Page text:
Despite having a maternal digoxin level as high as 2.5 ng/mL, the tachycardia persisted. Over the following week, she complained of increasing nausea. A maternal EKG showed nonspecific changes. The thyroid stimulating antibodies returned significantly elevated at 195% of basal activity. The digoxin was discontinued, and Sotalol 80 mg PO bid was begun. There was no significant improvement over the following few days with the fetal heart rate between 170 and 190 bpm. The Sotalol was increased to 120 mg bid. A few days later the patient complained of decreased fetal movement. A maternal EKG showed a HR of 62. The decision was then made to begin maternal PTU 100 mg three times a day for presumed fetal hyperthyroidism secondary to the transplacental crossing of maternal thyroid stimulating immunoglobulins. Within 48 hours, the fetus had a normal sinus rhythm of 150 bpm. The Sotalol was decreased to 80 mg bid and discontinued the following visit when the FHR was noted to be 140 bpm.
The pericardial effusion resolved over the next few weeks, and the fetal heart rate remained normal for the remainder of the pregnancy. She was maintained on the same dose of PTU, and her thyroid function testing remained normal.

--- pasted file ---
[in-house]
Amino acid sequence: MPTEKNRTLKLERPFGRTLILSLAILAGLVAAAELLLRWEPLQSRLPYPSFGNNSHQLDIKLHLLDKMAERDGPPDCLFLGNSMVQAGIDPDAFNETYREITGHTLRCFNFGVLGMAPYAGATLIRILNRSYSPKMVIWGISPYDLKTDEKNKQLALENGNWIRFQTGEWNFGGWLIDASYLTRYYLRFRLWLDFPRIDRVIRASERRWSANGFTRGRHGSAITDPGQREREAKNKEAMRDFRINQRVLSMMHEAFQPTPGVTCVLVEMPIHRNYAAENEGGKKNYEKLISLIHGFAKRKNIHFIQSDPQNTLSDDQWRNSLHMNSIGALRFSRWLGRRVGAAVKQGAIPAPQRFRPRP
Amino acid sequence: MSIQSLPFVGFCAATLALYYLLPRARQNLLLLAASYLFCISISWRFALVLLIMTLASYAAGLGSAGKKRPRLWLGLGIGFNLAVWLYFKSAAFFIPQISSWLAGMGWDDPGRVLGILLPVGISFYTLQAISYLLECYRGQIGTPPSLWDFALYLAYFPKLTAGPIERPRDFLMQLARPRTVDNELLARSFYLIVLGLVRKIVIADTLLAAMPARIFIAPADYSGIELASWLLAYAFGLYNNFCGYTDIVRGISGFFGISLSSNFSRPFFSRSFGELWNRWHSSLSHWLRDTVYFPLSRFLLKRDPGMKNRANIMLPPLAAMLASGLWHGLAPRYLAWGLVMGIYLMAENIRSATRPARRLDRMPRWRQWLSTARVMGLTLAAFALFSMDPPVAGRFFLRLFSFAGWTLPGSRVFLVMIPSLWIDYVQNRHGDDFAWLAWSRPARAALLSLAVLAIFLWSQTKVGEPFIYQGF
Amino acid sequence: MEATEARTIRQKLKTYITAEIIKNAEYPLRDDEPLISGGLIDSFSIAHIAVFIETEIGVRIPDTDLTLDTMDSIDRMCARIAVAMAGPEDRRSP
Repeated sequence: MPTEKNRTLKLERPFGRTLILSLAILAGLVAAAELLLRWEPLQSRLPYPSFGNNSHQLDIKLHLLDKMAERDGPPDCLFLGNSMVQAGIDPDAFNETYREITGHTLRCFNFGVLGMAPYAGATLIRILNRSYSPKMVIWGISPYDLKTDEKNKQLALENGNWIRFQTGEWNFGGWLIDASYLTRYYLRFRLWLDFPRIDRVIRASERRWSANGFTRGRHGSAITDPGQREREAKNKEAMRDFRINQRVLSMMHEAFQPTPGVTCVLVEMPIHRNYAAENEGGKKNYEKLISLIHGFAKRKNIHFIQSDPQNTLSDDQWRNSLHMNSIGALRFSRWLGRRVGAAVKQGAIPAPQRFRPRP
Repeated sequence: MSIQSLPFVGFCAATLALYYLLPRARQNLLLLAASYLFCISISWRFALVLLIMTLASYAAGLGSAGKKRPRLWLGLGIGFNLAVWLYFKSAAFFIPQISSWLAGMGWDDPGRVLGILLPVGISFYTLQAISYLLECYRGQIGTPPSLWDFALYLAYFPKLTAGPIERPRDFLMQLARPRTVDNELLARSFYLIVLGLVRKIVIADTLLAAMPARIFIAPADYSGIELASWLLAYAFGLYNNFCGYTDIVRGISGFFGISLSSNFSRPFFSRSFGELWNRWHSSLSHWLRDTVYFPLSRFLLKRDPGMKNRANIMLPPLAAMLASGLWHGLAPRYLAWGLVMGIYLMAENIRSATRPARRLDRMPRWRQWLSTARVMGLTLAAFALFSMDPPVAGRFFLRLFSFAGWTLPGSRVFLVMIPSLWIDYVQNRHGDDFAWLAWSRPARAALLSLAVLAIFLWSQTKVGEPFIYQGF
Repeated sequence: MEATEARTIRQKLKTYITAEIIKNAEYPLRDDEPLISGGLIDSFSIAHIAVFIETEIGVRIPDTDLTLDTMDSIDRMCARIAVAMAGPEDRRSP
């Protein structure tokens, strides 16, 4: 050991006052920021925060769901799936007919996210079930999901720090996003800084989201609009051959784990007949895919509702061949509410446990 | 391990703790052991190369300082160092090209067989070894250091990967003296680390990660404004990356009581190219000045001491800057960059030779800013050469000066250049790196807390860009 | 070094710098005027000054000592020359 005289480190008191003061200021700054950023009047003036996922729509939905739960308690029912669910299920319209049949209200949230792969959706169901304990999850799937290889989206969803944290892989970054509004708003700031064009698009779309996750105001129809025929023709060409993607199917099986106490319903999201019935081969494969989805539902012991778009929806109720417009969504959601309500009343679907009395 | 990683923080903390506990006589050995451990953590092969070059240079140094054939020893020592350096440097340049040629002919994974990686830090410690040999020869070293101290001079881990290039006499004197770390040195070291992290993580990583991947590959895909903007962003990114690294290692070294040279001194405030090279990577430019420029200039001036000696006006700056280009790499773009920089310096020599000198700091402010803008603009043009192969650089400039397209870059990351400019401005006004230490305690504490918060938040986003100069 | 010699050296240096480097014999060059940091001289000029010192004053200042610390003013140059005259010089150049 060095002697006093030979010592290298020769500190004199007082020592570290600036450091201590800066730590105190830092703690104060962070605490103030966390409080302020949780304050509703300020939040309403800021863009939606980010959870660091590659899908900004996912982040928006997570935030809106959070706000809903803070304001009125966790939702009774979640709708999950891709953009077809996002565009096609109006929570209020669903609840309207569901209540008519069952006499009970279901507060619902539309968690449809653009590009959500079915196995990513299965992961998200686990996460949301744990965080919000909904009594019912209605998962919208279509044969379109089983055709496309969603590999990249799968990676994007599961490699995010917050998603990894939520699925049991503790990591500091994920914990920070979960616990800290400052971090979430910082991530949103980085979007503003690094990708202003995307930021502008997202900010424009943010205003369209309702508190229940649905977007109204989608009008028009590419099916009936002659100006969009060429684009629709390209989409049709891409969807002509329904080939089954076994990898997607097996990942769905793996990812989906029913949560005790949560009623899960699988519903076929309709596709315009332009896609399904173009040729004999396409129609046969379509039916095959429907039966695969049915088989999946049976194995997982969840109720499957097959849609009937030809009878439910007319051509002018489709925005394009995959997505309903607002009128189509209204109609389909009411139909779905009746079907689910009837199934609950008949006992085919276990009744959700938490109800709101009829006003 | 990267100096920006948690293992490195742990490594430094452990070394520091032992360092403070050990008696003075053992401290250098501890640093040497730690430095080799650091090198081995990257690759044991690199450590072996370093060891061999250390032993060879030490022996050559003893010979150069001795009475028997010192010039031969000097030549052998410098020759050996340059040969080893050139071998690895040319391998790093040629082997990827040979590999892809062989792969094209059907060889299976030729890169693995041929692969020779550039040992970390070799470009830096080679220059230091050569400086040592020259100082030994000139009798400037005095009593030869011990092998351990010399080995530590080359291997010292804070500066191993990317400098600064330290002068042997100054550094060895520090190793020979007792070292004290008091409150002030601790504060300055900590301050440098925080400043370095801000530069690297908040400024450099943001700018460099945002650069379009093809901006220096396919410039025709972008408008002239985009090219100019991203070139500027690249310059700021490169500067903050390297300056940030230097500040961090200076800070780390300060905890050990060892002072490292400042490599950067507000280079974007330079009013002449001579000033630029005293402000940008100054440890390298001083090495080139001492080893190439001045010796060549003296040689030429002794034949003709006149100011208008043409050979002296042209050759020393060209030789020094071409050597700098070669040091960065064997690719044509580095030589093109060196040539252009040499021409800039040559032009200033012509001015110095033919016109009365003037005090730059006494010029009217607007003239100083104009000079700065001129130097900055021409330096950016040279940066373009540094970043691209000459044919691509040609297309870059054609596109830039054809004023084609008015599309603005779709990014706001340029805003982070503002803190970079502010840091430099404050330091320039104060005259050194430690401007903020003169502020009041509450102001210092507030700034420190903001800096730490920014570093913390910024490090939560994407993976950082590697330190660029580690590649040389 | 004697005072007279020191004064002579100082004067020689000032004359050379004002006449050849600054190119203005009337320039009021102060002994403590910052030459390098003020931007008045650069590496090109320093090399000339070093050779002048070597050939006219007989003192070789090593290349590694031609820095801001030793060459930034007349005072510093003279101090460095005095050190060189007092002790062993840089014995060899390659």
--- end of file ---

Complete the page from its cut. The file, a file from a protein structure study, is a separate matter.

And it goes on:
An induction of labor was undertaken at 37 weeks of gestation for presumed fetal hyperthyroidism, which resulted in a vaginal delivery of a live born female infant, with Apgar scores of 9 and 9 after 1 and 5 minutes. The neonate appeared well and in sinus rhythm of 164 bpm. Initial thyroid labs revealed a suppressed TSH of 0.013, a normal free T4 of 1.4 ng/dL, and an elevated free T3 of 5.1 pg/mL. Although the neonate appeared clinically stable, thyroid function tests redrawn at 2 days of age were markedly abnormal, with a TSH of 0.008, free T4 > 8, free T3 > 20, and thyroid stimulating IG 372. By days 4-5 of life she was noted to be tachycardic, jittery, and with loose stools. Methimazole was started at 0.35 mcg every 8 hours. Propranolol 0.5 mg/kg/dose three times a day while being in the hospital for a HR of 180–200, which improved to a baseline of 150 bpm. The neonate was discharged home in stable condition at 1 week of age, with close follow-up. The methimazole was gradually lowered over the following few weeks based on thyroid function testing every 7–10 days. The medication was discontinued at 6 weeks of age.